If you thought that 2012 was one crazy year in the world of Cleveland Sports, 2013 proved that there is rarely a dull moment. There were good times and bad, hirings and firings, wins and losses, and appearances in postseasons and courtrooms. As the year comes to a close, like we have done the last five years, WFNY will take a look at what we view to be the 10 biggest sports stories to grace our local sports scene over the last 12 months. Each day through the rest of the year, we will be counting down from ten to one. Do enjoy.
On January 18, the Browns hired Michael Lombardi as their Vice President of Player Personnel. The hiring confirmed months of speculation that Lombardi was the choice to help Joe Banner build new owner Jimmy Haslam’s Browns.
“Listen, I understand that I’m going out on the limb myself by hiring Mike,” Banner said. “So I didn’t do this casually. I’ve spent a lot of time talking to him about everything that matters before I put him in front of Jimmy or Chud. Time will tell if it’s right or wrong, but I made (the choice) confidently and with my eyes open about the perceptions, about the realities, about my own time I spent with him. I feel comfortable with it.”
That decision was not the most popular one in Cleveland.
Lombardi was with the Browns once before as part of the Bill Belichick, pre-move-to-Baltimore regime. Most Browns fans remember him for being part one of the decision makers that release Bernie Kosar due to “diminishing skills.” While it was certainly true that Kosar was on the down side of his career, the Dallas Cowboys thought enough of Kosar to grab him for their championship run. Kosar would go on to play three season in Miami following his split year with the Browns and Cowboys.
Lombardi had been an analyst for the NFL Network prior to taking the job in Cleveland, and his hiring was awkward for several players of whom Lombardi had given bad reports: Cornerback Joe Haden, quarterback Brandon Weeden and wide receiver Josh Gordon. In fact, after Lombardi’s hiring, Gordon took to Twitter to ask if his job was secure. Haden was willing to give Lombardi the benefit of the doubt.
A week before Lombardi’s hiring, the Browns announced the fourteenth head coach in the organization’s history. For the first 50 years of their existence, the Browns had eight head coaches. Since the team returned in 1999, Rob Chudzinski became the sixth.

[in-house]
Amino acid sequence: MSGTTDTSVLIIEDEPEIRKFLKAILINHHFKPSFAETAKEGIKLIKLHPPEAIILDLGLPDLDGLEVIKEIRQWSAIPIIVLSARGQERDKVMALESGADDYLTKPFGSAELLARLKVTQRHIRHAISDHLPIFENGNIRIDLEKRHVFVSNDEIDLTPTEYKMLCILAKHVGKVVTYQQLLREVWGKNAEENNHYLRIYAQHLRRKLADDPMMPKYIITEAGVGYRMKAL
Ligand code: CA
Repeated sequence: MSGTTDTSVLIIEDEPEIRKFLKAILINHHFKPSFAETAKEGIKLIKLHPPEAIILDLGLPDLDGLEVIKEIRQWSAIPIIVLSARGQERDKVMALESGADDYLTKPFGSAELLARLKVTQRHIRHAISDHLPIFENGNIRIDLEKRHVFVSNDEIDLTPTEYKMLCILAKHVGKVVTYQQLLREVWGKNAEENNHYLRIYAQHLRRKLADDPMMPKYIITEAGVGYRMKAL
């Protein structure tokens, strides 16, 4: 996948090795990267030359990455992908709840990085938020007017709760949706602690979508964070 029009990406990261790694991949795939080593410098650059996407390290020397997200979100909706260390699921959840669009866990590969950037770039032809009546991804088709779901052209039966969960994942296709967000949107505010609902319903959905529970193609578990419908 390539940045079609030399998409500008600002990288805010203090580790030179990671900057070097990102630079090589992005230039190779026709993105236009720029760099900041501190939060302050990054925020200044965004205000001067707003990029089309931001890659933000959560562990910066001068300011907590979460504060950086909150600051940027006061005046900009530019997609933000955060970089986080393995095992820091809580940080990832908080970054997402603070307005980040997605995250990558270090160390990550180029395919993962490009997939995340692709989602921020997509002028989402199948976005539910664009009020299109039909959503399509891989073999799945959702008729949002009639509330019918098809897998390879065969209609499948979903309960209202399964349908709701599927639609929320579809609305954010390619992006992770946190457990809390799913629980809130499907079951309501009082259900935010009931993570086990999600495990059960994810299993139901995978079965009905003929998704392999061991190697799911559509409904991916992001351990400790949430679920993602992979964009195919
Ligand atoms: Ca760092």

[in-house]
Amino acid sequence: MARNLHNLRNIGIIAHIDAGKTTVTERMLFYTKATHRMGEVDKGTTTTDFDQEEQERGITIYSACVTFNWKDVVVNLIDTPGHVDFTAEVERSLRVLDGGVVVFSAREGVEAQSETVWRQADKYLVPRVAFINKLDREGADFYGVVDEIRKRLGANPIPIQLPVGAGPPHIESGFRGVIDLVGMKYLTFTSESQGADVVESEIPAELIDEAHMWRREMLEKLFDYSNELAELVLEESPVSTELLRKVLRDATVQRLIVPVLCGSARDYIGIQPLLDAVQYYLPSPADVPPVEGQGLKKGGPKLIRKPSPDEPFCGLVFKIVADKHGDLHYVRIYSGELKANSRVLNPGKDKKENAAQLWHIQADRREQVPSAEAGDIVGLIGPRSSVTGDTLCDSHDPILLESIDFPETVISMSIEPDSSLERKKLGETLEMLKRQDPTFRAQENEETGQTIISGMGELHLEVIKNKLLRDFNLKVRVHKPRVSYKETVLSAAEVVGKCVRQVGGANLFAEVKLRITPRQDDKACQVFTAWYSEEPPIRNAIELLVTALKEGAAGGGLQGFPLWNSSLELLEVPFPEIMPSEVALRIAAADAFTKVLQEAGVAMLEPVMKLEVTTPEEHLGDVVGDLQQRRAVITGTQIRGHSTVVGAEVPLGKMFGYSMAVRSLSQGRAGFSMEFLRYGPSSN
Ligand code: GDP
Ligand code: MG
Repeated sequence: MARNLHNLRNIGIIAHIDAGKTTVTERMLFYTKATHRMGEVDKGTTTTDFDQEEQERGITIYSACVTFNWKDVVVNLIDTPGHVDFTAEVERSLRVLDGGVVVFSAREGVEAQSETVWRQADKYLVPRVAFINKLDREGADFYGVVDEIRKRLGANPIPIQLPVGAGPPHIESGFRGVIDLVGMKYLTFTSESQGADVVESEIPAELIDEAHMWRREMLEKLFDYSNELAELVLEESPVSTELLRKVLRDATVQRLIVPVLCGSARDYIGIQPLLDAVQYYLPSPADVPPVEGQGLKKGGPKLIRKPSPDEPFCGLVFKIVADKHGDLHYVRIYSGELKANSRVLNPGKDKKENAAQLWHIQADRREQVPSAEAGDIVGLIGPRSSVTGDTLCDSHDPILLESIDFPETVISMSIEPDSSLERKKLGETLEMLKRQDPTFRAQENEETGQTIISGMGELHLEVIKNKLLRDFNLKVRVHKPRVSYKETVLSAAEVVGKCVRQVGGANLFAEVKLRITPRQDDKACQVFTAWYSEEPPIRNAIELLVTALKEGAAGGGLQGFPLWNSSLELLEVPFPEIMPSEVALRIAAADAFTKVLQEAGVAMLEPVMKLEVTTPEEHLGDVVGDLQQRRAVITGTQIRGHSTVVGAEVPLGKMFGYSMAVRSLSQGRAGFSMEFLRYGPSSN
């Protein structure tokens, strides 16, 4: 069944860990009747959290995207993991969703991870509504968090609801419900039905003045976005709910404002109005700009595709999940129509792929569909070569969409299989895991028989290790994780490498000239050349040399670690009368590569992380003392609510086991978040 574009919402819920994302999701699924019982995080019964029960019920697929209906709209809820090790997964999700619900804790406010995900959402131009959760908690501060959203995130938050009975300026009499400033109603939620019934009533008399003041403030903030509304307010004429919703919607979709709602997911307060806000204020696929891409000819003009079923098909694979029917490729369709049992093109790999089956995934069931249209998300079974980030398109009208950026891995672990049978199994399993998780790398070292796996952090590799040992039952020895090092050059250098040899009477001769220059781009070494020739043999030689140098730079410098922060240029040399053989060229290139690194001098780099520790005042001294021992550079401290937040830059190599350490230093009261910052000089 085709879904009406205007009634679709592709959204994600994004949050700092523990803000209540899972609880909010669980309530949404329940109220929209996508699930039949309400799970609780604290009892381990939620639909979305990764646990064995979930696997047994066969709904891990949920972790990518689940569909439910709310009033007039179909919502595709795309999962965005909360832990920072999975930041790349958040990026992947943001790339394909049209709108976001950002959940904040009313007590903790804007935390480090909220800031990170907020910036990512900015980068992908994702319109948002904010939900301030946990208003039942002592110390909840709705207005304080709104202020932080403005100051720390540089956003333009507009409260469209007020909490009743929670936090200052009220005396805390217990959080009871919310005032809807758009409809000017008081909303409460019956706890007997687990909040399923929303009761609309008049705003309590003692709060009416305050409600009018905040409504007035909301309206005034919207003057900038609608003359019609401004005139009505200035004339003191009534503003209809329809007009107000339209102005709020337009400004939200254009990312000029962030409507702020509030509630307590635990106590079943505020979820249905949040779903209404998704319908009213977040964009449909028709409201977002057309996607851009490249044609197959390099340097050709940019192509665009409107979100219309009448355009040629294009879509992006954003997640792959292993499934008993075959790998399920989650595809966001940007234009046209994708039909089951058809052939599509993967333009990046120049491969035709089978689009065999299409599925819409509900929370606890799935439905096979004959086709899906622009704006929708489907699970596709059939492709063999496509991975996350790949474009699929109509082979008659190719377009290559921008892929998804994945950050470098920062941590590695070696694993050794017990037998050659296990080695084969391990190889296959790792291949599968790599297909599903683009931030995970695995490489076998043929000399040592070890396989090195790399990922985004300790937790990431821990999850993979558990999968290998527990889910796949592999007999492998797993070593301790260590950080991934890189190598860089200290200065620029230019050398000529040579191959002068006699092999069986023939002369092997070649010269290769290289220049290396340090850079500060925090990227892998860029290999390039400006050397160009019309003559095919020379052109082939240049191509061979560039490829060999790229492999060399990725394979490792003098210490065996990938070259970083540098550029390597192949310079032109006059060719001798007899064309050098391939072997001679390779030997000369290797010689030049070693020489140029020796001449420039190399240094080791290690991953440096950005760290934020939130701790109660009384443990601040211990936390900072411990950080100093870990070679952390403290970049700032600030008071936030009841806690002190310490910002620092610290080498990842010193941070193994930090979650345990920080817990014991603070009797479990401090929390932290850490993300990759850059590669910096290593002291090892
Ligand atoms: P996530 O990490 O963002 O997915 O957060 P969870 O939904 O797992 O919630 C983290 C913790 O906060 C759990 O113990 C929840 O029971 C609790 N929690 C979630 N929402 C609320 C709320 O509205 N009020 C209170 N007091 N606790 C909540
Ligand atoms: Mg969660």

Chudzinski was coming home. He had previously been with the Browns as an offensive coordinator, but Ohio is home for the man who grew up a Browns fan. This backstory has probably given him more goodwill with the fans and media alike who have been eager to see the coaching carousel stop rotating, and would like nothing more than a hometown guy to get the job done. There is something romantic about the idea of a headline involving a local boy leading Cleveland to its first title since 1964; it is part of the reason LeBron James’ departure hurt this town as bad as it did.
Whether fair or unfair, his hiring will likely always be thought of as a ‘Plan B’ move. Haslam and Banner had flown across the country to meet with then Oregon head coach Chip Kelly. Whatever happened during that long weekend of talks and interviews with Kelly, the Browns contingent left without a head coach. One of the other candidates they interviewed for the job ended up being defensive coordinator Ray Horton. Chudzinski would bring in former head coach Norv Turner to be his offensive coordinator.
That package of hires—Lombardi evaluating the talent, Chudzinski as head coach with long time established coaches Horton and Turner in place—were brought in to turn the team around and build a “perennial championship contender”.
Eleven months later, the Browns sit at 4-11 on the season.